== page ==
Courtesy Remix
Remix is an app that delivers forward-looking public transportation bus routes. This detailed look at a possible plan for Oakland, Calif., includes total cost, number of buses and separate bus lines.

What began as a hackathon program that allowed users to design their own fantasy bus routes recently grew into a real-world, transit-planning application called Remix. The users are now mostly departments-of-transportation workers, and the lines they're designing are helping save time and money on real transit routes.

"We have been using Remix to help us develop maps that show proposed routes and service scenarios," says Vanessa Rauschenberger, director of planning at Gold Coast Transit, Camarillo, Calif. "It helped save us time in that we can create many scenarios of maps."

The application simplifies a lot of processes and data gathering that were previously done on Excel spreadsheets, says Rauschenberger. It inputs data, such as the proposed bus route and frequency of stops, and automatically calculates how much a certain route change will cost. Gold Coast Transit provides its schedules and routes in the so-called general transit feed specification (GTFS) format, which is popular among transit agencies; then, Remix uses that information to create a base map, Rauschenberger says. From there, her company can create new routes based on the existing ones and automatically see the population mix the new service reaches.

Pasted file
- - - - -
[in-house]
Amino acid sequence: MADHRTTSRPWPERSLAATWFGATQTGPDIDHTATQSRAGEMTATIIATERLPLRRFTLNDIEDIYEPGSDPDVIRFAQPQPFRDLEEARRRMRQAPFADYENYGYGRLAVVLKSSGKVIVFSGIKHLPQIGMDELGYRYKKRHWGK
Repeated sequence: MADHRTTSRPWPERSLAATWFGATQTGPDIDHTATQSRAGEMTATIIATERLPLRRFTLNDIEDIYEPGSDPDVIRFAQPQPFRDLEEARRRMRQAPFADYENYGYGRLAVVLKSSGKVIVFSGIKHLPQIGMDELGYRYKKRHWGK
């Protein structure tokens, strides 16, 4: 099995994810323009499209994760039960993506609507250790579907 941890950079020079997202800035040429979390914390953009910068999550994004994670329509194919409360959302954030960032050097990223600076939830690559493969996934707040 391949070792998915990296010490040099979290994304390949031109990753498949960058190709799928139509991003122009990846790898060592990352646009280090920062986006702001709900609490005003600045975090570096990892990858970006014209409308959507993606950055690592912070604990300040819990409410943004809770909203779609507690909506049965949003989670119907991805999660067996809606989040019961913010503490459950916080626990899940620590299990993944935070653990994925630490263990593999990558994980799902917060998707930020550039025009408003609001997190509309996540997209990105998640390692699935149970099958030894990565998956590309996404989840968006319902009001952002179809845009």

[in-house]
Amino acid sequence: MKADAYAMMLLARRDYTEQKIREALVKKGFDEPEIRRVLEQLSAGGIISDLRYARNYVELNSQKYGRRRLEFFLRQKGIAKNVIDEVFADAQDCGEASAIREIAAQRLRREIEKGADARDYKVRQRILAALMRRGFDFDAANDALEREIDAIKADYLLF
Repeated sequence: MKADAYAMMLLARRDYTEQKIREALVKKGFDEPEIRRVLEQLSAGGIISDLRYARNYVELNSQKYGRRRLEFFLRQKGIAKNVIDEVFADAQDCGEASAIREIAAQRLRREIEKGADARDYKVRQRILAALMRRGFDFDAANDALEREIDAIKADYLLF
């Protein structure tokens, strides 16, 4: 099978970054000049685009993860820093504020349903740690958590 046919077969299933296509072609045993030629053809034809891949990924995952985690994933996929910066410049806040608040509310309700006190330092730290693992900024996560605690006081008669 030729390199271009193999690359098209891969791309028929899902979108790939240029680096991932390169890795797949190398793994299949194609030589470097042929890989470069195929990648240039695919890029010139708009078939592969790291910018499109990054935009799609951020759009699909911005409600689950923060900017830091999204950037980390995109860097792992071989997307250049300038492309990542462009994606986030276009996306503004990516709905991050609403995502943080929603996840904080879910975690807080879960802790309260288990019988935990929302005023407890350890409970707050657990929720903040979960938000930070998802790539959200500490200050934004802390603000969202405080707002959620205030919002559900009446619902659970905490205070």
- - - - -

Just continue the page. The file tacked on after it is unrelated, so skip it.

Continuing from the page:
Another useful tool in Remix is a Google Maps kind of street view that allows transit planners to drop a person, which the app dubs "Jane," onto a city map. It then calculates how far Jane can get using public transit in a specified amount of time.

"We made a small version of the app, and it completely blew up," says Sam Hashemi, one of the co-developers and CEO of Remix, San Francisco. "Transit directors emailed us to say they've been waiting a long time for this and outlined, in detail, the 18 or 19 other things they wanted it to do."

Thousands of users and city officials around the world have designed fantasy bus routes, and more than 50 agencies are using the app to design new routes, including the New Orleans Regional Transit Authority and Alameda Contra-Costa Transit in Oakland, Calif.

"These are people with processes that technology is helping advance for the first time," says Hashemi. "That's why we're seeing such quick traction."

His company is eight months old.